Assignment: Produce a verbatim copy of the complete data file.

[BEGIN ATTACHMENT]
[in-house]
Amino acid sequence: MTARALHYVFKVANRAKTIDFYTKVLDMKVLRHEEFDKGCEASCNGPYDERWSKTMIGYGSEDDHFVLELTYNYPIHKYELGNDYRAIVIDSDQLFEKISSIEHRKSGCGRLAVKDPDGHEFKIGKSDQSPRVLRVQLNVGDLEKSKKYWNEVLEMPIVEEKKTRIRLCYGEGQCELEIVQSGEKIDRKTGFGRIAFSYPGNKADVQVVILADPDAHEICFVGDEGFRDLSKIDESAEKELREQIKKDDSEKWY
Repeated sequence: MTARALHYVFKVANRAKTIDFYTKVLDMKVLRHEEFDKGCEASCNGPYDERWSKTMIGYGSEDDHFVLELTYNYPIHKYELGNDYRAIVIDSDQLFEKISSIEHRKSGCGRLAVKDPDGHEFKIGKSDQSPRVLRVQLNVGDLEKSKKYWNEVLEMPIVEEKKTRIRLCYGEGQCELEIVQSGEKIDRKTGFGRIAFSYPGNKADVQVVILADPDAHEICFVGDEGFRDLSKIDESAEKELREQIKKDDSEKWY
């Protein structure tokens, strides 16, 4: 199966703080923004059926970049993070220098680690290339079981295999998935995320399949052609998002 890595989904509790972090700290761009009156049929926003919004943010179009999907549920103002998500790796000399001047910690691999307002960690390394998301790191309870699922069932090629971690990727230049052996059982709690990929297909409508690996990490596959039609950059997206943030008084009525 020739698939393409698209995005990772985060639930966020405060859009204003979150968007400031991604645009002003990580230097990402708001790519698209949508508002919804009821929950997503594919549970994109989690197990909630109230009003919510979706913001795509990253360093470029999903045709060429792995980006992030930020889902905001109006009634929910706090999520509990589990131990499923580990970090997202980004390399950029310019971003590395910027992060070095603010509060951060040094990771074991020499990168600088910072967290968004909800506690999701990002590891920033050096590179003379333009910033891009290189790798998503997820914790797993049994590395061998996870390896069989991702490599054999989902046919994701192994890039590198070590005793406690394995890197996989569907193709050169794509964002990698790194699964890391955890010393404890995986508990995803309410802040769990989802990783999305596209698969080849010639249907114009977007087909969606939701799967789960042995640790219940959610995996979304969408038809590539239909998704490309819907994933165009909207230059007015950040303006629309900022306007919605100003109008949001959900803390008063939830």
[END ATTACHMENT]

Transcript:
[in-house]
Amino acid sequence: MTARALHYVFKVANRAKTIDFYTKVLDMKVLRHEEFDKGCEASCNGPYDERWSKTMIGYGSEDDHFVLELTYNYPIHKYELGNDYRAIVIDSDQLFEKISSIEHRKSGCGRLAVKDPDGHEFKIGKSDQSPRVLRVQLNVGDLEKSKKYWNEVLEMPIVEEKKTRIRLCYGEGQCELEIVQSGEKIDRKTGFGRIAFSYPGNKADVQVVILADPDAHEICFVGDEGFRDLSKIDESAEKELREQIKKDDSEKWY
Repeated sequence: MTARALHYVFKVANRAKTIDFYTKVLDMKVLRHEEFDKGCEASCNGPYDERWSKTMIGYGSEDDHFVLELTYNYPIHKYELGNDYRAIVIDSDQLFEKISSIEHRKSGCGRLAVKDPDGHEFKIGKSDQSPRVLRVQLNVGDLEKSKKYWNEVLEMPIVEEKKTRIRLCYGEGQCELEIVQSGEKIDRKTGFGRIAFSYPGNKADVQVVILADPDAHEICFVGDEGFRDLSKIDESAEKELREQIKKDDSEKWY
């Protein structure tokens, strides 16, 4: 199966703080923004059926970049993070220098680690290339079981295999998935995320399949052609998002 890595989904509790972090700290761009009156049929926003919004943010179009999907549920103002998500790796000399001047910690691999307002960690390394998301790191309870699922069932090629971690990727230049052996059982709690990929297909409508690996990490596959039609950059997206943030008084009525 020739698939393409698209995005990772985060639930966020405060859009204003979150968007400031991604645009002003990580230097990402708001790519698209949508508002919804009821929950997503594919549970994109989690197990909630109230009003919510979706913001795509990253360093470029999903045709060429792995980006992030930020889902905001109006009634929910706090999520509990589990131990499923580990970090997202980004390399950029310019971003590395910027992060070095603010509060951060040094990771074991020499990168600088910072967290968004909800506690999701990002590891920033050096590179003379333009910033891009290189790798998503997820914790797993049994590395061998996870390896069989991702490599054999989902046919994701192994890039590198070590005793406690394995890197996989569907193709050169794509964002990698790194699964890391955890010393404890995986508990995803309410802040769990989802990783999305596209698969080849010639249907114009977007087909969606939701799967789960042995640790219940959610995996979304969408038809590539239909998704490309819907994933165009909207230059007015950040303006629309900022306007919605100003109008949001959900803390008063939830």